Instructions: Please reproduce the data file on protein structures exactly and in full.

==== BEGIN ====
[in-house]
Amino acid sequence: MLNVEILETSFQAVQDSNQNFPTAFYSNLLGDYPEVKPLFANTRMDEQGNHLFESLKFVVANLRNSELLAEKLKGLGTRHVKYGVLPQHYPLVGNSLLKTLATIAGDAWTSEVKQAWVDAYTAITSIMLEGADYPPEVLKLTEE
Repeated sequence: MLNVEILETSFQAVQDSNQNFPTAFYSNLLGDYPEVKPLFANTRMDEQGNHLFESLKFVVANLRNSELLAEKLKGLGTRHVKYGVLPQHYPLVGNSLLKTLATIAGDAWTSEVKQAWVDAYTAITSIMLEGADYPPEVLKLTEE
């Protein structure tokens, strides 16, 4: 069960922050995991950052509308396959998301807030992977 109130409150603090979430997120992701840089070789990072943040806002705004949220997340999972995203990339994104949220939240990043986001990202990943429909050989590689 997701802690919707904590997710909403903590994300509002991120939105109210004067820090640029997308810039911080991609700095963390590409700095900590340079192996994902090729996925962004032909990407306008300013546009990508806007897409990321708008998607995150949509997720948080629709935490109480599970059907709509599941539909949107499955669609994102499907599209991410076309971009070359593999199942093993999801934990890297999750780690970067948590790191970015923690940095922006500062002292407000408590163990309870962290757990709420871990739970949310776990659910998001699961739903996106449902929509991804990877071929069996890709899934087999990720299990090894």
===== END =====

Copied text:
[in-house]
Amino acid sequence: MLNVEILETSFQAVQDSNQNFPTAFYSNLLGDYPEVKPLFANTRMDEQGNHLFESLKFVVANLRNSELLAEKLKGLGTRHVKYGVLPQHYPLVGNSLLKTLATIAGDAWTSEVKQAWVDAYTAITSIMLEGADYPPEVLKLTEE
Repeated sequence: MLNVEILETSFQAVQDSNQNFPTAFYSNLLGDYPEVKPLFANTRMDEQGNHLFESLKFVVANLRNSELLAEKLKGLGTRHVKYGVLPQHYPLVGNSLLKTLATIAGDAWTSEVKQAWVDAYTAITSIMLEGADYPPEVLKLTEE
């Protein structure tokens, strides 16, 4: 069960922050995991950052509308396959998301807030992977 109130409150603090979430997120992701840089070789990072943040806002705004949220997340999972995203990339994104949220939240990043986001990202990943429909050989590689 997701802690919707904590997710909403903590994300509002991120939105109210004067820090640029997308810039911080991609700095963390590409700095900590340079192996994902090729996925962004032909990407306008300013546009990508806007897409990321708008998607995150949509997720948080629709935490109480599970059907709509599941539909949107499955669609994102499907599209991410076309971009070359593999199942093993999801934990890297999750780690970067948590790191970015923690940095922006500062002292407000408590163990309870962290757990709420871990739970949310776990659910998001699961739903996106449902929509991804990877071929069996890709899934087999990720299990090894």